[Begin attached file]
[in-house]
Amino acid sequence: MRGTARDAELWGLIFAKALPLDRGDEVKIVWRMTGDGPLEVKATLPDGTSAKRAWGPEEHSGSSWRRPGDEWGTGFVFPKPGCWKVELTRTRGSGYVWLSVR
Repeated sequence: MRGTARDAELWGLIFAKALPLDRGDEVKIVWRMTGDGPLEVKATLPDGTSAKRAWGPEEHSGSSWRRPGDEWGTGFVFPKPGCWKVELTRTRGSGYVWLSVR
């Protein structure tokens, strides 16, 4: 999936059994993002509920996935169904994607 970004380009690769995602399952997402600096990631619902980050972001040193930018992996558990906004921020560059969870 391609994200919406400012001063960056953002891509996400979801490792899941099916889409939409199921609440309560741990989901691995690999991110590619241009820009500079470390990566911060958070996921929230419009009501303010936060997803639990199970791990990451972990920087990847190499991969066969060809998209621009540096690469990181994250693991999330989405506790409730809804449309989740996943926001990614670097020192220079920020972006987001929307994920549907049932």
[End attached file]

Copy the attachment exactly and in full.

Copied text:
[in-house]
Amino acid sequence: MRGTARDAELWGLIFAKALPLDRGDEVKIVWRMTGDGPLEVKATLPDGTSAKRAWGPEEHSGSSWRRPGDEWGTGFVFPKPGCWKVELTRTRGSGYVWLSVR
Repeated sequence: MRGTARDAELWGLIFAKALPLDRGDEVKIVWRMTGDGPLEVKATLPDGTSAKRAWGPEEHSGSSWRRPGDEWGTGFVFPKPGCWKVELTRTRGSGYVWLSVR
């Protein structure tokens, strides 16, 4: 999936059994993002509920996935169904994607 970004380009690769995602399952997402600096990631619902980050972001040193930018992996558990906004921020560059969870 391609994200919406400012001063960056953002891509996400979801490792899941099916889409939409199921609440309560741990989901691995690999991110590619241009820009500079470390990566911060958070996921929230419009009501303010936060997803639990199970791990990451972990920087990847190499991969066969060809998209621009540096690469990181994250693991999330989405506790409730809804449309989740996943926001990614670097020192220079920020972006987001929307994920549907049932």